In Texas, state lawmakers tackled a flurry of education bills this session. They gave students relief from standardized testing mandates, proceeded with a plan to assign letter grades to schools (a move that was sharply criticized by educators), and directed focus to increasing the quality of preschool programs.
But lawmakers did little to resolve an education funding crisis that led more than 60 percent of school districts to sue the state.
In 2011, legislators cut a staggering $5.4 billion from spending on schools in an effort to balance the state’s budget. Felt across Texas, schools districts have been forced to reduce spending (suspending free bus services, enlarging classes, firing teachers, librarians, nurses, custodians, and other staff) or increase revenue (selling ad space on school websites or the sides of their existing buses).
Some officials may have seen this jam-packed legislative session, which ended June 1, as an opportunity for lawmakers to take action on pressing school finance needs. But those who had hoped to get some funding relief this session will now have to wait on the state Supreme Court to decide their fates — with the earliest possible ruling not expected until next year.
While legislators did approve a budget that allocated $1.5 billion to public education this session, school officials argue that this amount doesn’t go far enough in covering the $5.4 billion cut from this sector four years ago.
After that 2011 vote, school groups representing hundreds of districts filed suit. Supporters of the cuts defended them — arguing they were necessary to help the state address a projected budget shortfall — but school district officials called them irresponsible, claiming that the new funding system was unconstitutional.
To manage the funding shortfall, school districts began making their own cuts: freezing hiring, shrinking staff through attrition, and reducing or eliminating programs seen as ancillary. Class sizes grew, as did the workloads of individual employees. Preschool programs in some school districts were truncated from full-day to half-day.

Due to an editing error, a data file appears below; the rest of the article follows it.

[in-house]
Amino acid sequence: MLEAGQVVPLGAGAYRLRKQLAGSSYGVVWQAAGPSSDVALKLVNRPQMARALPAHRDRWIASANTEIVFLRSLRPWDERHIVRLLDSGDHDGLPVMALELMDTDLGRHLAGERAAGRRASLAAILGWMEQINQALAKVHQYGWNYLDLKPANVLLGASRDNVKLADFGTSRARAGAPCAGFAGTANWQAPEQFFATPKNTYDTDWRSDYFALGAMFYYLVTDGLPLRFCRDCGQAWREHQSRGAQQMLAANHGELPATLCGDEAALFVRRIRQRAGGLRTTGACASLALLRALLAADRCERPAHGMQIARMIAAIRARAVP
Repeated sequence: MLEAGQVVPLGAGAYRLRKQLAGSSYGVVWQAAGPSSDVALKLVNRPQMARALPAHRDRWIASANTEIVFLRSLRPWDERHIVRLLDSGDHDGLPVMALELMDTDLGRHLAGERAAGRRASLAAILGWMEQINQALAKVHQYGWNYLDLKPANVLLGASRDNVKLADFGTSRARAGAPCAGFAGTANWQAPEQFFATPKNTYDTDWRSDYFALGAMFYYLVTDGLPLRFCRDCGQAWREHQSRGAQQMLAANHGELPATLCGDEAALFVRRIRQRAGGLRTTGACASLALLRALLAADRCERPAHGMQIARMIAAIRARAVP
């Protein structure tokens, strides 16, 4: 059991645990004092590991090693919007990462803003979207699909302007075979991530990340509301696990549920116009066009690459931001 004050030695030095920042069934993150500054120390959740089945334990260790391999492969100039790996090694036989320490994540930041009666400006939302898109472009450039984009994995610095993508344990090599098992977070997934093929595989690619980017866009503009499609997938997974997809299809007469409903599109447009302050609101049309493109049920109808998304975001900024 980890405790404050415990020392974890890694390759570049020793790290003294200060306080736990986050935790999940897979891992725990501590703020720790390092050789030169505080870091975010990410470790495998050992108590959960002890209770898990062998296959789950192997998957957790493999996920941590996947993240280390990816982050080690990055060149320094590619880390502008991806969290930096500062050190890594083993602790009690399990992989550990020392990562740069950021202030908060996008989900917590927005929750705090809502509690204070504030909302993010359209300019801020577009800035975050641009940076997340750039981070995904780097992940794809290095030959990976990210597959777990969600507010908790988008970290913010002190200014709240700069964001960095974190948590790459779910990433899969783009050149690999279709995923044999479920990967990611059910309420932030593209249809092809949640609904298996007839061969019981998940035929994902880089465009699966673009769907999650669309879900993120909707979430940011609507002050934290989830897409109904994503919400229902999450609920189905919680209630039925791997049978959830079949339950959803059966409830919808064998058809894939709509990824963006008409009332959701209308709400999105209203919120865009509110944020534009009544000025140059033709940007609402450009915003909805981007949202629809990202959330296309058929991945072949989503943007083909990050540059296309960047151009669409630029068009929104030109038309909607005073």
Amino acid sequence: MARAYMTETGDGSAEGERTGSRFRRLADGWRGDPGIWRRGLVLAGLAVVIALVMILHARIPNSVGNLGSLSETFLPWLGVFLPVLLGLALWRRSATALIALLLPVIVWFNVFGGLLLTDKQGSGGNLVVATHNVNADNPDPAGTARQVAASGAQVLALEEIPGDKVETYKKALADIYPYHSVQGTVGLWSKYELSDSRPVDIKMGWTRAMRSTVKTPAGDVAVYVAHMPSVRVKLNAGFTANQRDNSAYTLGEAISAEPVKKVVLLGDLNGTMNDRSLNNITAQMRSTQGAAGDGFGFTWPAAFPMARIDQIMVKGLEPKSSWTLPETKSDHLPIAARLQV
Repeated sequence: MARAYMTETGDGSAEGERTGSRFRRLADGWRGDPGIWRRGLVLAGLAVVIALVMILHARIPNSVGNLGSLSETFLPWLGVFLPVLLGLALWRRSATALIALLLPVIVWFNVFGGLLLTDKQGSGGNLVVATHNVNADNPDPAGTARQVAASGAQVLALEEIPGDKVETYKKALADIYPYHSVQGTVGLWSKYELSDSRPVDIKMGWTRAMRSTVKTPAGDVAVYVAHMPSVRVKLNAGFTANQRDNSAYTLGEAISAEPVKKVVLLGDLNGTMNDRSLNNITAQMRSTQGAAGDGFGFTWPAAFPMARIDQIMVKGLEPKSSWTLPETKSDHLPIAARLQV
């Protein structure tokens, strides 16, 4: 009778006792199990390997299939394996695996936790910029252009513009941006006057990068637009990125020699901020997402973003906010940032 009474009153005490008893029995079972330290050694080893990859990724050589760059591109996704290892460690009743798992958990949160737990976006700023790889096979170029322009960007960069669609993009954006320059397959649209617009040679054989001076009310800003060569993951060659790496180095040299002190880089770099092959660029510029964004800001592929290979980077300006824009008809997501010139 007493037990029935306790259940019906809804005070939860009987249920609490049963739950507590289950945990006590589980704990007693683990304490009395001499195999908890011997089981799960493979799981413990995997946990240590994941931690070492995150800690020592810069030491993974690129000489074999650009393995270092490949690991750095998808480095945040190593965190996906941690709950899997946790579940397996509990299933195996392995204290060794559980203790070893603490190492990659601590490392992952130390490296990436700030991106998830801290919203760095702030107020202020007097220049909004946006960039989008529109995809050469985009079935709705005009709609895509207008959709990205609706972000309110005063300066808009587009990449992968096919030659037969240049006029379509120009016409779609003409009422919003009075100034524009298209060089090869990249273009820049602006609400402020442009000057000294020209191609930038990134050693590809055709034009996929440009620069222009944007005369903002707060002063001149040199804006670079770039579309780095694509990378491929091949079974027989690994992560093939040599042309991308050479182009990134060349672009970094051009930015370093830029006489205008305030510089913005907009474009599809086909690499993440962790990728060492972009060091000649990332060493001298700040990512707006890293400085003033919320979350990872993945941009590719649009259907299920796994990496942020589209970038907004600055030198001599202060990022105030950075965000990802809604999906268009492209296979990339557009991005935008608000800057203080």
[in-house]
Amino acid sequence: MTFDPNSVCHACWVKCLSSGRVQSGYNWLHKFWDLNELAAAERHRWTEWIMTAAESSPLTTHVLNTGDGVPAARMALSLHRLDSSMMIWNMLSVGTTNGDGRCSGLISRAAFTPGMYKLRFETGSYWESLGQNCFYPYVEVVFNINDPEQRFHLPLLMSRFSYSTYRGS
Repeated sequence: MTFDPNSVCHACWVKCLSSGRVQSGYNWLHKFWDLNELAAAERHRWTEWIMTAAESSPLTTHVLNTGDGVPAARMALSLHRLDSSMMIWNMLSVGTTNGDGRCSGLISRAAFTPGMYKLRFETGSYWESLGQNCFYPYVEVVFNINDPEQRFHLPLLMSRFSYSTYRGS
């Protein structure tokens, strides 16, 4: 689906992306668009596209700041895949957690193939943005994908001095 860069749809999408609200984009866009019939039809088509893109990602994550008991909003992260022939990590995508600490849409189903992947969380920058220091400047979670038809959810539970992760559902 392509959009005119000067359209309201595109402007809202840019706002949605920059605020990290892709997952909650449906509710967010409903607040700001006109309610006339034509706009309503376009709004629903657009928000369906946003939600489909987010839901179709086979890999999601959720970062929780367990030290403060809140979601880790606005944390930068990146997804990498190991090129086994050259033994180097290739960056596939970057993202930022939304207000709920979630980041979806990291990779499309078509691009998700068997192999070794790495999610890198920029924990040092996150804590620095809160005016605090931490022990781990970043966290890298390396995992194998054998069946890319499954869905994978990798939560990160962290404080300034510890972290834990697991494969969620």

Lawmakers partially restored the funds to support staffing and programs, but a state district judge ruled in 2013 (and again last year) that the Texas funding system is inadequate and inequitable, and that it creates a de facto statewide tax that is unconstitutional.
The ruling, which was seen as a victory for school districts, was challenged by then-Attorney General (and now-Governor) Greg Abbott. Schools are waiting for the state Supreme Court to hear the case.
“The modest increase that we got this session will allow us to go a couple of years before we have to be dipping into the [school] fund balance to operate," said Brian Woods, superintendent of the Northside Independent School District, the largest in San Antonio. “All it does is it pushes us out a few years; it’s hardly a long-term solution."
Albert Kauffman, a law professor at St. Mary’s University in San Antonio and the lead attorney in a previous school finance case, doesn’t think the additional funds that schools received are enough to “moot the lawsuit," although the Supreme Court could remand the case back down to a district court.
When asked if school districts were in a kind of school funding purgatory, Kauffman chuckled.
“Purgatory is not a bad term; hell may be a term that they want to use," he said recently. “I do think that these school groups tried very hard to get the legislature to take care of this, because ultimately it’s going to end up in the state legislature anyway."
Kauffman noted that a court decision in favor of school districts would still put the choice back in lawmakers’ hands, since it would again be up to legislators to “create solutions."